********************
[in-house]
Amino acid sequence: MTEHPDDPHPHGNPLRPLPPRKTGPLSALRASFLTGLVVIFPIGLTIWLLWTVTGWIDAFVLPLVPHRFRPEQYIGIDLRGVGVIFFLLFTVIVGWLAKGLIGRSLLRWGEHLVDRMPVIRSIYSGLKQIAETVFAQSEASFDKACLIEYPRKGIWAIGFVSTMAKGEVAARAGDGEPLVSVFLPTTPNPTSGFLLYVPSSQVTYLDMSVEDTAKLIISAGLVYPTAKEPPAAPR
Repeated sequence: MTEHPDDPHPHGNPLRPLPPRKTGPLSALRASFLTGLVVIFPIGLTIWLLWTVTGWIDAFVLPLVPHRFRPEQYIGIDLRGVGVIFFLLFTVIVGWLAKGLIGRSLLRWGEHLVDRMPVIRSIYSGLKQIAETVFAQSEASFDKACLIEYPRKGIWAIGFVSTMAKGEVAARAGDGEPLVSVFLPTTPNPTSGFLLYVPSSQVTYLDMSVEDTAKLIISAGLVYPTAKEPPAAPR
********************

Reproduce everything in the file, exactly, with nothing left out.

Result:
[in-house]
Amino acid sequence: MTEHPDDPHPHGNPLRPLPPRKTGPLSALRASFLTGLVVIFPIGLTIWLLWTVTGWIDAFVLPLVPHRFRPEQYIGIDLRGVGVIFFLLFTVIVGWLAKGLIGRSLLRWGEHLVDRMPVIRSIYSGLKQIAETVFAQSEASFDKACLIEYPRKGIWAIGFVSTMAKGEVAARAGDGEPLVSVFLPTTPNPTSGFLLYVPSSQVTYLDMSVEDTAKLIISAGLVYPTAKEPPAAPR
Repeated sequence: MTEHPDDPHPHGNPLRPLPPRKTGPLSALRASFLTGLVVIFPIGLTIWLLWTVTGWIDAFVLPLVPHRFRPEQYIGIDLRGVGVIFFLLFTVIVGWLAKGLIGRSLLRWGEHLVDRMPVIRSIYSGLKQIAETVFAQSEASFDKACLIEYPRKGIWAIGFVSTMAKGEVAARAGDGEPLVSVFLPTTPNPTSGFLLYVPSSQVTYLDMSVEDTAKLIISAGLVYPTAKEPPAAPR